Covid-19 has dominated the news this year. As Autumn arrives, many people are understandably worried about getting the flu. But what is the difference between the various strains, how can we prevent it and how should we respond if we fall ill with it?
Influenza is seasonal and each year a new strain will begin to spread.
Flu is a highly infectious disease and symptoms usually appear very quickly. While colds can make you feel miserable they are considerably less serious and usually start gradually with a runny nose and sore throat. Flu however, is likely to flatten you completely, causing fever, chills, headache, aches and pains in the joints and muscles, and extreme tiredness.
Healthy individuals usually recover within two to seven days, but it has the potential to be very serious, in some cases leading to hospitalisation, permanent disability and even fatality!
What Causes Flu?
Influenza viruses affecting your respiratory system cause flu. Unlike bacterial infections, you cannot treat viruses with antibiotics. In some cases, however, you may receive a prescription for antibiotics if there are additional opportunist bacteria that cause complications and need treating.
How do you catch flu and how can you avoid it?
Flu virus is spread liberally in tiny droplets of saliva released when someone with the virus coughs or sneezes.
These droplets are then inhaled in by other people or they are infected by touching surfaces where the droplets have landed. The virus can survive on surfaces for many hours.
In order to prevent the spread of the virus ensure that you cover your mouth and nose when you cough or sneeze. Avoid touching your face in a public environment such as a bus or train, use hand gels to reduce the risk of picking up the virus while out and wash your hands regularly.
Although, the best way to protect yourself against flu is by having a flu vaccination before flu season commences.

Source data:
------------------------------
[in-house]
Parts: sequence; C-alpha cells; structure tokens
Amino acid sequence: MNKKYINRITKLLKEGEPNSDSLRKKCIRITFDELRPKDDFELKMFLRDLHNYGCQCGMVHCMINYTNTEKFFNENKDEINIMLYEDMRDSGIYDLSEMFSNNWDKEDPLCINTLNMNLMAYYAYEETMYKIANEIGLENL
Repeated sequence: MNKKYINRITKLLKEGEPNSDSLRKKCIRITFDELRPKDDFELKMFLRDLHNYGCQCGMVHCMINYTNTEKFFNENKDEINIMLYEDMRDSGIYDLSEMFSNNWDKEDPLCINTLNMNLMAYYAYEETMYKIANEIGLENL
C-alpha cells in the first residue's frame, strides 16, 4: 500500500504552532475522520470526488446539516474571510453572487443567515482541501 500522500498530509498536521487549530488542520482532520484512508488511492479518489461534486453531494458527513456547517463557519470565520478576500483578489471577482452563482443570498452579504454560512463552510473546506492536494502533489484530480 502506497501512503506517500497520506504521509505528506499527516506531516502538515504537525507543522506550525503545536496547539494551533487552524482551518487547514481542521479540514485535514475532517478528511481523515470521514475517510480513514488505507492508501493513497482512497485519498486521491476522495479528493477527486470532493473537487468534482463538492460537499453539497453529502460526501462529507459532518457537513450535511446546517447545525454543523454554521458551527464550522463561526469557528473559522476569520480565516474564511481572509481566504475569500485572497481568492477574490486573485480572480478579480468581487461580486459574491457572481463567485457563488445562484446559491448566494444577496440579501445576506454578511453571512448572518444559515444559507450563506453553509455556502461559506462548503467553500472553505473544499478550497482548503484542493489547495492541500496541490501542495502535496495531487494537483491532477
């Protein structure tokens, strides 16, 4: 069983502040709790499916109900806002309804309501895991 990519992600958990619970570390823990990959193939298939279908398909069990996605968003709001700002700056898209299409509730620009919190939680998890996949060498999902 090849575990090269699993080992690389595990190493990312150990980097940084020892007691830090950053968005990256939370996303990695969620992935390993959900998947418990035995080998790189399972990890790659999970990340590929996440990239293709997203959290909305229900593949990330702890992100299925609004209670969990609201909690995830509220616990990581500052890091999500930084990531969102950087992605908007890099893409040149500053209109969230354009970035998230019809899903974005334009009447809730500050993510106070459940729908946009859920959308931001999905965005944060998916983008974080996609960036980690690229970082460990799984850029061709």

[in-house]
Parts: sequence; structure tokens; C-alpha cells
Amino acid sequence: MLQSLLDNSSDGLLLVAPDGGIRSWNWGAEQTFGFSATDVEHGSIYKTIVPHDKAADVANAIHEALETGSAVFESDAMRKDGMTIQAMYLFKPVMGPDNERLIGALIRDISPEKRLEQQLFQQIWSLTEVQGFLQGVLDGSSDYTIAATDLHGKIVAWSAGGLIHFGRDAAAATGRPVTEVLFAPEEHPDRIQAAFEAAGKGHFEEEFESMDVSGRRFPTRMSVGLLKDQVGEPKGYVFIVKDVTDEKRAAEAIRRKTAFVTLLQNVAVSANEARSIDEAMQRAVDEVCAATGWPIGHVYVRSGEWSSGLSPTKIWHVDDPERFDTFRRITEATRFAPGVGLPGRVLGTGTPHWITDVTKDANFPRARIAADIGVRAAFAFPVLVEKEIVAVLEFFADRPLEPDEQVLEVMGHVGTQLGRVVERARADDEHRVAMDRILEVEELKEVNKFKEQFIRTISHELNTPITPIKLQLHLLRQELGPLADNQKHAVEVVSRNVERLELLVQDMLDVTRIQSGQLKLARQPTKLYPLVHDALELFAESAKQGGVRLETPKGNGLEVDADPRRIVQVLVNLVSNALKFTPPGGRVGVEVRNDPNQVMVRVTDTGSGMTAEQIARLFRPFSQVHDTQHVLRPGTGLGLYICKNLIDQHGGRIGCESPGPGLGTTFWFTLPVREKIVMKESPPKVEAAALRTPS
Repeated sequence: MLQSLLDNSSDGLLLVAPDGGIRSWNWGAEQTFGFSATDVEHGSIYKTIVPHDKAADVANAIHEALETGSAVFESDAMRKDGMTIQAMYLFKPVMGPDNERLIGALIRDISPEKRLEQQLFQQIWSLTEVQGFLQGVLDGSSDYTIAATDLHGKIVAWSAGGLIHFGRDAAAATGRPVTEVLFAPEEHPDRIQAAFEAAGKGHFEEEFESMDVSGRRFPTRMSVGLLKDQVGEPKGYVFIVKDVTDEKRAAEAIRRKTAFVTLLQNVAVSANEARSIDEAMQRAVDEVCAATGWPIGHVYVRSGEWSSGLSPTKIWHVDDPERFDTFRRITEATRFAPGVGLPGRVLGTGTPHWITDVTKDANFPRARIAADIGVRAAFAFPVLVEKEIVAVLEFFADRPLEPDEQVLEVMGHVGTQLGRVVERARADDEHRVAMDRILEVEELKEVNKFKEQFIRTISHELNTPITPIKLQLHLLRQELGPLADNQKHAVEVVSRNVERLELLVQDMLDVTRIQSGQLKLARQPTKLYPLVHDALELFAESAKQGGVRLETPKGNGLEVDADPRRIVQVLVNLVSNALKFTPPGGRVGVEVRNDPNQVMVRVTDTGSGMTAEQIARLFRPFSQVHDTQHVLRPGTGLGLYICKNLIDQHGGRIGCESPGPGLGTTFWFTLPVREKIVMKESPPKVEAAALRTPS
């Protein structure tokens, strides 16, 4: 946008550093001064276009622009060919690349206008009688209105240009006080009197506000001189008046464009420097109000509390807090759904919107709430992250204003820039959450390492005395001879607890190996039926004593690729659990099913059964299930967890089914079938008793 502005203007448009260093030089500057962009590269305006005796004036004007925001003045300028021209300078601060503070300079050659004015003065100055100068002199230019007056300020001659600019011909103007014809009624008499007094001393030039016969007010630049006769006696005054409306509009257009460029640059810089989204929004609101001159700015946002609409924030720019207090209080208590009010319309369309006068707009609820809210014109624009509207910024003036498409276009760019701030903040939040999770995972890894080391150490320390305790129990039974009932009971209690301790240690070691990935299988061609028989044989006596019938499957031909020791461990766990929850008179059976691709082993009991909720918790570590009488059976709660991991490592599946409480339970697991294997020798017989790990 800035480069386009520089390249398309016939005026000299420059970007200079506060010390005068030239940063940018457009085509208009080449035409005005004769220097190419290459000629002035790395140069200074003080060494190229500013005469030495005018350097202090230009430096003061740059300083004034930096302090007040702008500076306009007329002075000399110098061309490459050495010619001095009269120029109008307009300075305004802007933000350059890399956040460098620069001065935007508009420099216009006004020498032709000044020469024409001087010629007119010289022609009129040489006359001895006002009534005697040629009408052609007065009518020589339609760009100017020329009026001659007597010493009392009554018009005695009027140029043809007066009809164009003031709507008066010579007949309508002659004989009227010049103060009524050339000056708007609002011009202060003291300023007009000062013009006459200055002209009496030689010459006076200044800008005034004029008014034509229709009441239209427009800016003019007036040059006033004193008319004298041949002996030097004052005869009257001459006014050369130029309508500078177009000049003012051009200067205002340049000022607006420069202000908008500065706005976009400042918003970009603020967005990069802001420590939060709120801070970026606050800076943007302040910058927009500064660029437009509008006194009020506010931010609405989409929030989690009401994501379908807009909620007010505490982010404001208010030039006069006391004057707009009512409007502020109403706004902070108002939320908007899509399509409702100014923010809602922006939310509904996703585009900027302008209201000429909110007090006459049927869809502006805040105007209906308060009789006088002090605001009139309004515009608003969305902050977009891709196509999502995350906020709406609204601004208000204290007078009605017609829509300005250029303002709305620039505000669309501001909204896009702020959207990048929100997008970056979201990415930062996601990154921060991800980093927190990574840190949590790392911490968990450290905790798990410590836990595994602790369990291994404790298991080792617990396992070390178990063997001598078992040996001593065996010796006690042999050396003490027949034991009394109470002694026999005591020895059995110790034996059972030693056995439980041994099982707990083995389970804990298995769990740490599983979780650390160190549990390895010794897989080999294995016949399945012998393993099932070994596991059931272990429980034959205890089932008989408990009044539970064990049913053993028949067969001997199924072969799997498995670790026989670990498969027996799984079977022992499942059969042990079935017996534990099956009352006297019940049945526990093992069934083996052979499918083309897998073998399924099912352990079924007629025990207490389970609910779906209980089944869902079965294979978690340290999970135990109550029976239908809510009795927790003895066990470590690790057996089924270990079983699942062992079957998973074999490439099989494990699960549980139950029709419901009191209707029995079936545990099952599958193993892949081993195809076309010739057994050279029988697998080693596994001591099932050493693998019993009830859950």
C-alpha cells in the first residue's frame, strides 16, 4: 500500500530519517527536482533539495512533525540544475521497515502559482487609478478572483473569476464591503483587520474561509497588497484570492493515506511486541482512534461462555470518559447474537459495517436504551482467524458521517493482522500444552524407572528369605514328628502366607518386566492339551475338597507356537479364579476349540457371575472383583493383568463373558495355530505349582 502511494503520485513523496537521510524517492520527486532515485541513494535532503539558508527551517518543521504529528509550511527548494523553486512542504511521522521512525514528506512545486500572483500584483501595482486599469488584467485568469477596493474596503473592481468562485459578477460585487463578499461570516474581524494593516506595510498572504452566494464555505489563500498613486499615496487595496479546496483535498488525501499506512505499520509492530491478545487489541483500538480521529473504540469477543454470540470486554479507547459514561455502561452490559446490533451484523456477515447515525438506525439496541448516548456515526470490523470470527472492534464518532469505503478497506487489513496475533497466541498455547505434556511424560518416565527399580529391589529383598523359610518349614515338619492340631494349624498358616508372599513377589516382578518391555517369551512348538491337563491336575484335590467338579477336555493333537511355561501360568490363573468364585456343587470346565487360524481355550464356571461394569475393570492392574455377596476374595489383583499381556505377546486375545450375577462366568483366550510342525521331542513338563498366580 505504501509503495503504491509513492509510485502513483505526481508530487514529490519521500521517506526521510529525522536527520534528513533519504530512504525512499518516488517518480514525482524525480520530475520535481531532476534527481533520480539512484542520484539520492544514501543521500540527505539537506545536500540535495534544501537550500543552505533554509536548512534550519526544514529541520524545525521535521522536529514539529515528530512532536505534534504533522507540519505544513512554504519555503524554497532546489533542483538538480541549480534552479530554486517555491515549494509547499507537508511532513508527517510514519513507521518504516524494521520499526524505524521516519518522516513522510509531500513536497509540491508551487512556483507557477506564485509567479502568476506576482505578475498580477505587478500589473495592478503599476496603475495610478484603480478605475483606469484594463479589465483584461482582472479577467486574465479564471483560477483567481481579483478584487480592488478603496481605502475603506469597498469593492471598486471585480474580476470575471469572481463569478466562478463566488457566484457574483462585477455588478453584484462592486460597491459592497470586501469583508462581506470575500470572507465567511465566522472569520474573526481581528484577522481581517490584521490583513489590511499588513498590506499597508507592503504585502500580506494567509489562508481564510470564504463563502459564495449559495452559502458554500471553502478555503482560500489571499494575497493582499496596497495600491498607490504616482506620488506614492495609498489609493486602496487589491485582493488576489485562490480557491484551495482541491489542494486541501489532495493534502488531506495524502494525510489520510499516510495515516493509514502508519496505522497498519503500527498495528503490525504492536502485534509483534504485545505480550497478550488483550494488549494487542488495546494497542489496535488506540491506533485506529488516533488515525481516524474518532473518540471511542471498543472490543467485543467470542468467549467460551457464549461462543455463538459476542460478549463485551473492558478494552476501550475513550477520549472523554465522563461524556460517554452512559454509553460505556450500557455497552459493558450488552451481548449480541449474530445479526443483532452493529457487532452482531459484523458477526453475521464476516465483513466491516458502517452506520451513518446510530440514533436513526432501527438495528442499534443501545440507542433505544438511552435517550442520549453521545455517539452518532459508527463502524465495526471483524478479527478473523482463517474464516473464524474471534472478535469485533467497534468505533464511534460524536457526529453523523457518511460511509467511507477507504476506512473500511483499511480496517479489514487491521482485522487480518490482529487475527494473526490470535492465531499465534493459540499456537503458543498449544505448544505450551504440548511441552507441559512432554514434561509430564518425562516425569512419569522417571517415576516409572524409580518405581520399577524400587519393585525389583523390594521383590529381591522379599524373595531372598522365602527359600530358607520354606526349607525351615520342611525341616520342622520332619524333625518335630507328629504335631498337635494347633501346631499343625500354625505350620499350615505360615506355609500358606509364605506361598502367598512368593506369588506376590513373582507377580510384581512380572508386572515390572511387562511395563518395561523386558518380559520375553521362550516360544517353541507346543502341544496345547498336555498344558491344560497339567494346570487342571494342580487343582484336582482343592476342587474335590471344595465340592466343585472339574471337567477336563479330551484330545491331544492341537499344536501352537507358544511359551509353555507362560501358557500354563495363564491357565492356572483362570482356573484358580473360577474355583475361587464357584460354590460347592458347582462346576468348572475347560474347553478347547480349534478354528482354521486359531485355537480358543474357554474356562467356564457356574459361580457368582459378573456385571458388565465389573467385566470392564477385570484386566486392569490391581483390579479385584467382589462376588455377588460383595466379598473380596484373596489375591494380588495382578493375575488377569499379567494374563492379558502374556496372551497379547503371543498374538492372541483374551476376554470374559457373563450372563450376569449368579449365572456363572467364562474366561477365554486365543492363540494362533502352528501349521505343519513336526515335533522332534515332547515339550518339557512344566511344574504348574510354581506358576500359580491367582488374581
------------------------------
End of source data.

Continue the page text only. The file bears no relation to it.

The Flu jab
Each year teams of experts try and predict the most likely viruses to affect us and match them into the vaccine as closely as possible.
Flu is unpredictable and there is always a risk of a change in the virus. In 2018, the flu season saw a quadruple vaccine being administered to those attending for vaccinations between September to November. When this ran out, Chemists offered the triple vaccine. These two vaccines cover Australian Flu but neither cover the Japanese Flu.
Only the child’s nasal flu vaccine includes cover for Japanese flu – and this is okay, as it is predominantly children that get this strain.
Immunity takes a couple of weeks to build up, so it is important to get the vaccine as early as possible and before the beginning of flu season. While it is not a live vaccine and should not make you feel ill, some people have a low-grade fever and aching arm for a couple of days after the vaccination.
The Pneumonia vaccine
The pneumococcal vaccine protects against serious and potentially fatal pneumococcal infections. It’s also known as the pneumonia vaccine. Pneumococcal infections are caused by the bacterium Streptococcus pneumoniae and can lead to pneumonia, septicaemia (a kind of blood poisoning) and meningitis. In 2020, they are starting flu vaccinations in private pharmacies from the 14th September and in Boots from the beginning of October.
Who should get the vaccine?
If someone has additional medical conditions, is pregnant, is the sole carer for someone dependent upon them, or a care worker – they should try and get the free jab. Flu is serious and will put you out of action if you get it.
Anyone can pay for it and can just make an appointment with their Pharmacist.
However, you are entitled to a free flu vaccine if you are pregnant or have one of the following long-term conditions:
- a heart problem
- a chest complaint or breathing difficulties, including bronchitis, emphysema or severe asthma
- kidney disease
- low immunity due to disease or treatment (such as steroid medication or cancer treatment)
- liver disease
- had a stroke or a transient ischaemic attack (TIA)
- a neurological condition, e.g. multiple sclerosis (MS), cerebral palsy or learning disability
- a problem with your spleen, e.g. sickle cell disease, or you have had your spleen removed
- are seriously overweight (BMI of 40 and above).
What to do if you suspect that you have flu
There is no need to visit your GP if you are suffering from flu as there is nothing they can do to help you fight it. However, if you develop complications or are seriously worried please phone the surgery and get additional medical advice.
The key advice to recover as quickly as possible is:
- Rest and sleep
- Keep warm
- take paracetamol or ibuprofen to treat aches and pains which will also lower your temperature.
- Drink plenty of water and avoid dehydration (urine should be pale yellow or clear)
Pharmacists can give treatment advice and recommend flu remedies that can help you to feel better.